1 tablespoon mayonnaise
3 tablespoons grated cucumber, drained well with paper towel
1 teaspoon finely chopped green onions with tops
1 drop green food coloring
Blend all ingredients together and mix well.
Yield: 10 to 12 servings
Note: Serve as dip or use as spread for finger sandwiches.


Derby pies have spawned lawsuits and court battles over their origins and makeup but the truth is, Derby Pie is really just a pecan pie with some bourbon and chocolate chips thrown in. Derby Pies that are not the official Derby Pie are often called Thoroughbred Pies to keep the Derby Pie Police from getting their knickers in a twist. No matter. It is an easy dessert to make and worth the effort. Serve with bourbon laced whipped cream or ice cream.

· 1 cup all purpose flour·
6 tablespoons butter, cut into at least· 8 pieces·
1/2 teaspoon salt·
1 egg·
1 tablespoon cold water

Chocolate nut filling:
· 2 eggs·
1 cup sugar·
1/2 cup melted butter
· 1/4 cup bourbon·
1/4 cup cornstarch·
1 cup chopped pecans·
1 cup chocolate chips (6 ounces of morsels)

To make crust: Combine flour, butter and salt in a medium-sized bowl. Use a pastry cutter or 2 knives to cut the butter into flour until the mixture resembles coarse meal. In a small bowl, beat egg and water together. Stir into flour mixture until well combined, then press the mixture together with your hands to form a ball. Flatten the ball into a disc 1 inch thick, wrap in plastic and refrigerate until ready to use. Roll the crust to fit a 9-inch pie pan.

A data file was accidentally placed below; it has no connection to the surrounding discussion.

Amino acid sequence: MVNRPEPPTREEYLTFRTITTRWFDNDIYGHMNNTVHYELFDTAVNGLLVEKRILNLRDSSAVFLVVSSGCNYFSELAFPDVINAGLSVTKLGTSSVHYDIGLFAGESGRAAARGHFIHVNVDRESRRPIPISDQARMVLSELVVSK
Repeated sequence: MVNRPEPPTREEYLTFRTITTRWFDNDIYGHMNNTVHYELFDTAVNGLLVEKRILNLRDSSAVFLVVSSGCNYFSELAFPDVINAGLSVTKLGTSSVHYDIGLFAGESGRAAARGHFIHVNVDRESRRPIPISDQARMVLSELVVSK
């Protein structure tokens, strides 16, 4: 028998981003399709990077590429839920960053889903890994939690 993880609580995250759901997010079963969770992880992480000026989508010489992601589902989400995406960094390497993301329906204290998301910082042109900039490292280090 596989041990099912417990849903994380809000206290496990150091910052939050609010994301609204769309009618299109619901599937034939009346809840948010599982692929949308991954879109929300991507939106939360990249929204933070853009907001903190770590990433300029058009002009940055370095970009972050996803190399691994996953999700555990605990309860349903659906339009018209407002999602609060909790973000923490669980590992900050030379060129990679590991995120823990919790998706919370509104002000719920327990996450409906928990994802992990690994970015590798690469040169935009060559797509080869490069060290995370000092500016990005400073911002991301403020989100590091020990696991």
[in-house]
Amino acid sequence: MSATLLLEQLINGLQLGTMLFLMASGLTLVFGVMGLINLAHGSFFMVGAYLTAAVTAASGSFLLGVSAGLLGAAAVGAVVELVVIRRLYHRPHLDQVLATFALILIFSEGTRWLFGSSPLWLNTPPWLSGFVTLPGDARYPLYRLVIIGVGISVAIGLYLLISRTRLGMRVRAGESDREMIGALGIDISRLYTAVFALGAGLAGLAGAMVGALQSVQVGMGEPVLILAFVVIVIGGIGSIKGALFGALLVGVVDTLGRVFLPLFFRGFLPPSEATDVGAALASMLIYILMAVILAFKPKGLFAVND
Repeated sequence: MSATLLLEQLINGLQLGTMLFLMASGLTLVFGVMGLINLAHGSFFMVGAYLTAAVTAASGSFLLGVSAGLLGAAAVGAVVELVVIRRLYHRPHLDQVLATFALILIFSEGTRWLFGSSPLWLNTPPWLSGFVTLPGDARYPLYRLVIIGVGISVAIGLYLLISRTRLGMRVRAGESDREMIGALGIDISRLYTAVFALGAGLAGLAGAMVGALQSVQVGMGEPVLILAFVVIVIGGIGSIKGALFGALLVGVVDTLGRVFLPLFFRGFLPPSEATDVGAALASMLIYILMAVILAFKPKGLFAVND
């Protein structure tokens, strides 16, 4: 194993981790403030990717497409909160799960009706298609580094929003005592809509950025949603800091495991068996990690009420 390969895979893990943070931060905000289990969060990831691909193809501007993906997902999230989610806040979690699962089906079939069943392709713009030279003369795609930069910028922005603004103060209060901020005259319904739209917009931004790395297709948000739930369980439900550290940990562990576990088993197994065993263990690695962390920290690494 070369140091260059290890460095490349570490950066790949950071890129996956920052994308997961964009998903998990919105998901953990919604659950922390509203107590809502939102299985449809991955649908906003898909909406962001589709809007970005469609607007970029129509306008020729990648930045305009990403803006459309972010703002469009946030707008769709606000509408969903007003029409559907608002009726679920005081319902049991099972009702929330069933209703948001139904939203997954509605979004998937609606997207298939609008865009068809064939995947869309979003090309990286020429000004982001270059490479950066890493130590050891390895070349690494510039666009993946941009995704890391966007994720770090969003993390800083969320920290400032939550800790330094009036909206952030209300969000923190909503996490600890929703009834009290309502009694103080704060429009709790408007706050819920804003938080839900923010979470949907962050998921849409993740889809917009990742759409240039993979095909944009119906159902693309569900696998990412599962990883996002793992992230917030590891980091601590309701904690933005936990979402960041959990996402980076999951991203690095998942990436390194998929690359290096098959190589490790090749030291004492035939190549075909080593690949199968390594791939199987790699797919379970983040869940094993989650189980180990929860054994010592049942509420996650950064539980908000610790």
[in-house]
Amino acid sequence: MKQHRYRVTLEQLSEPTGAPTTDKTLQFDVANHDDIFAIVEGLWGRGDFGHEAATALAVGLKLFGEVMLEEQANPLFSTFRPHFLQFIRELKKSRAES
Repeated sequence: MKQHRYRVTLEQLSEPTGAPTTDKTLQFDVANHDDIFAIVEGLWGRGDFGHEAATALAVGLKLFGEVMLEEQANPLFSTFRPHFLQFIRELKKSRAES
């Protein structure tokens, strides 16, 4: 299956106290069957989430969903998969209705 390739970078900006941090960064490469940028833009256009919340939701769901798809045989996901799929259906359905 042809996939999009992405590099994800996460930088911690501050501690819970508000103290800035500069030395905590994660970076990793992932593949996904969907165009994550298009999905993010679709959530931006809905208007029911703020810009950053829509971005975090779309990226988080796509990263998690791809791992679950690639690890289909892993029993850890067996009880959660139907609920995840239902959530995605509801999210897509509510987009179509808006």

Heat oven to 350 degrees.
To make filling: Beat eggs and sugar in a medium bowl until blended. Stir in butter, bourbon, then cornstarch. Sprinkle pecans in the bottom of the pie crust, then top with chocolate chips. Pour egg mixture over the top and bake 45 minutes. Serve slightly warm with whipped cream if desired.
Serves 8.


This picture is of the $1,000 Julep. It is served in a 24 ct. gold julep cup with Master Distiller's Rserve bourbon from Woodford Reserve,mint from Ireland and superfine sugar from Australia. It doesn't make it taste any better. I consider myself a commonsewer of fine bourbons, our house bourbon of Old Crow included. It's actually quite good for the money. I also grew up smelling the mash on the Kentucky River from the Wild Turkey distillery. Bourbon is in my blood and the mint julep is a travesty. The only people who buy the 120,000 juleps sold at the Derby are non-natives. The rest of us are drinking proper manhattans and old-fashioneds or just a little bourbon and branch (tap water) like the good Lord intended.

These foods just graze the surface of the yummy that is the Derby Festival. Maybe next year we'll talk about cheese grits, red eye gravy and Henry Bain sauce. Remember, sign up to follow or comment to win!


Treehouse Chef said...

Yum! All of this food makes me hungry. Beautiful photos.

tradeshowmaven said...

Hats, flowers and food--not what I would have expected from a commentary on Derby. Love it!

Having never been to one, I feel like I could go now and love it.

Thank you
Gail, The Trade Show Maven